From this and other recent comments. "I have the hardest time keeping these channels, especially 7 after the recent wind and rains. I am thinking I need a new outdoor antenna but am so confused as to what I should get".
I have a directional antenna on the roof (Juanita - perhaps 100' above Lake Washington) , helped by Dan Kurts, pointing towards Queen Anne and Capital Hill. It's about 7 miles to the station antennas, with trees on my property, the neighbor, and a spur on a hill. I'm also receiving from ION - much farther and at right angles - rarely problems from that station but I don't use it much.
I might be able to take out a few branches on my trees, and (less likely) the neighbor's trees. The trees on the spur are not something I'm likely to be able to do much about.
I wonder if it would work to angle the antenna up by a few degrees. I'd need some different hardware to do that - and a stretch of good weather to try. Like now, but I don't have time.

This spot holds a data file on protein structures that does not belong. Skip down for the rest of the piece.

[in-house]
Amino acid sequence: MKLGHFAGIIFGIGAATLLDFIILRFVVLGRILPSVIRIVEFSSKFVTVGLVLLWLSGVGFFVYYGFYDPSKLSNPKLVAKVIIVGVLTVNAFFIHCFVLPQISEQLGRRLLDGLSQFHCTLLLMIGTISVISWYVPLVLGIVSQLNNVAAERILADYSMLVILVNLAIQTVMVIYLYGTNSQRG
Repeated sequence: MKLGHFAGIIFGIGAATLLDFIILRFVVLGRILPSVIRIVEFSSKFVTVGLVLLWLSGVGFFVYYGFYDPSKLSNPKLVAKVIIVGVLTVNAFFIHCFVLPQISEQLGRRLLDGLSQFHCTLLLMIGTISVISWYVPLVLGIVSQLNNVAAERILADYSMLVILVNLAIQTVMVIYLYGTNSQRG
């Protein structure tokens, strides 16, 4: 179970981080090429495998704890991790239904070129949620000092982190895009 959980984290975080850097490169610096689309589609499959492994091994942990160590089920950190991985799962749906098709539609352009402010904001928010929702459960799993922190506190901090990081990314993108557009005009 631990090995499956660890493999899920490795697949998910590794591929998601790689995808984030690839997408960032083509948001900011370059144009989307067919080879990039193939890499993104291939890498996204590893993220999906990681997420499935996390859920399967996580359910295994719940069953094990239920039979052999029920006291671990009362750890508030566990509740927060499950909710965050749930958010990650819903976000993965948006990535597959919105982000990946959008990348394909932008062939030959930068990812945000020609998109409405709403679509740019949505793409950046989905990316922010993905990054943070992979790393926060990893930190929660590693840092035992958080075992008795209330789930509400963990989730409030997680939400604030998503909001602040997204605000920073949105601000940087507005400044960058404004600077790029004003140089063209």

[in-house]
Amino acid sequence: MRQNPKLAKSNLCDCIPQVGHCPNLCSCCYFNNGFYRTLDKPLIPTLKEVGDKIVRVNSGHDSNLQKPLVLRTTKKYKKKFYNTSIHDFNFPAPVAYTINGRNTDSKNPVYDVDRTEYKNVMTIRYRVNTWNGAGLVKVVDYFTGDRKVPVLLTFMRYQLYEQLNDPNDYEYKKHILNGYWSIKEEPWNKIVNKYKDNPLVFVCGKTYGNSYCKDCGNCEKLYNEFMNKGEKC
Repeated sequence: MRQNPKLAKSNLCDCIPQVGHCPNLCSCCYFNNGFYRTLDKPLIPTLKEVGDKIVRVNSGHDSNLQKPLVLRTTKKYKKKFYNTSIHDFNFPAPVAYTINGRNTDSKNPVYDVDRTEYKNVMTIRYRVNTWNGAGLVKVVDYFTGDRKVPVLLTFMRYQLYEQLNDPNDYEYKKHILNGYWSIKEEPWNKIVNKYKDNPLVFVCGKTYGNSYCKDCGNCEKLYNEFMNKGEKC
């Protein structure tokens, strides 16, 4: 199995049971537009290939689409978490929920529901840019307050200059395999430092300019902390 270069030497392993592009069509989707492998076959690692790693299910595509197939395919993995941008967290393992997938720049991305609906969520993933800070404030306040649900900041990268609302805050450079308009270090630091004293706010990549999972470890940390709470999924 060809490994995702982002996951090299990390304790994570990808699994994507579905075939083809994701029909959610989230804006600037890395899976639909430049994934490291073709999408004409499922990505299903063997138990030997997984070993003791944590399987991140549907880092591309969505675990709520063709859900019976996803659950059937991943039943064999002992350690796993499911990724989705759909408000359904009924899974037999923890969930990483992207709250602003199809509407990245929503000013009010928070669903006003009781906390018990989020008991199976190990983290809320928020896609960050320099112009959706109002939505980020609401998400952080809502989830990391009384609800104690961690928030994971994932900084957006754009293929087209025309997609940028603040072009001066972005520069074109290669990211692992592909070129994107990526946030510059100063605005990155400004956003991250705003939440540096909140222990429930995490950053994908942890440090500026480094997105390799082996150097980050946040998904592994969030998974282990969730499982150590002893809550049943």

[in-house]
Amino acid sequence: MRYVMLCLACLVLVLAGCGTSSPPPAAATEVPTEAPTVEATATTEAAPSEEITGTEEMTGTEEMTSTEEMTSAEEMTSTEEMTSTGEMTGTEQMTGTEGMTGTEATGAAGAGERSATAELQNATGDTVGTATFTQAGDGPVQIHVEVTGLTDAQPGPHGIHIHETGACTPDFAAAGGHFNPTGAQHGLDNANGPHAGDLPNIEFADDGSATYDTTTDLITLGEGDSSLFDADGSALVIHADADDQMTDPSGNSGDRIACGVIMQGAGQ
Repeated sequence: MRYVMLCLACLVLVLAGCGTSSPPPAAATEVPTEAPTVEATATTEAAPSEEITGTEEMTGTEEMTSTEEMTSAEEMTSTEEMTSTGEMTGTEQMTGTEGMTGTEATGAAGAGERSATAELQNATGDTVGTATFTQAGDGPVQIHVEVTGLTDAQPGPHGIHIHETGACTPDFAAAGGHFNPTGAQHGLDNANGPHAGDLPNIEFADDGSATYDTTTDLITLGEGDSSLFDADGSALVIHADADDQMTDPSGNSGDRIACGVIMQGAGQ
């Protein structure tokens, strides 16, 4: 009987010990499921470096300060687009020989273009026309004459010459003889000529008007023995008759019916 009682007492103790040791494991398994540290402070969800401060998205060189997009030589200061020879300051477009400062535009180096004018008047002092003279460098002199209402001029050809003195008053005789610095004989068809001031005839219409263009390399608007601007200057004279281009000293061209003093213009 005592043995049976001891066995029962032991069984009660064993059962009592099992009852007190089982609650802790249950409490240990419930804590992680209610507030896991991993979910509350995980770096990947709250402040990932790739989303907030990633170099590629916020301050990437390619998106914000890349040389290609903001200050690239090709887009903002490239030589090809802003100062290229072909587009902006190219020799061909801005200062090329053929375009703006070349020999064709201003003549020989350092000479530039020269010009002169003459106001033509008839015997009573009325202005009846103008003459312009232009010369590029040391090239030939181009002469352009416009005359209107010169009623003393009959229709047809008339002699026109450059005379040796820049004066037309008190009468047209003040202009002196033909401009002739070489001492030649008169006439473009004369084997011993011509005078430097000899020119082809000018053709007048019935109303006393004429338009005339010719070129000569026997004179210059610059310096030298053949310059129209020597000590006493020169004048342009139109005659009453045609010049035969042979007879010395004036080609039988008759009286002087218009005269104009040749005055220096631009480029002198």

I've seen some discussion about antennas on trees. That might work, if more height would help. A lot of effort to try, although I'd love to have tree climbing gear to remove branches and ivy for looks anyway.
Most of the antennas in the neighborhood (few and some appear to be totally disfunctional) are directional. One of the houses I walk past has an antenna like the DB8 from Antennas Direct - described as long-range bowtie. I wonder if a less directional antenna would be better. I don't know which way this is oriented, but I'll check. I just noticed that the DB8E has two panels that can be oriented differently.
Would it be better to have an antenna designed for shorter range, particularly if the antenna is directional? TV Fool says an internal antenna is OK, but it doesn't know about the trees.
Any comments appreciated.
Last edited by KirklandMike; 10-22-2016 at 10:57 AM.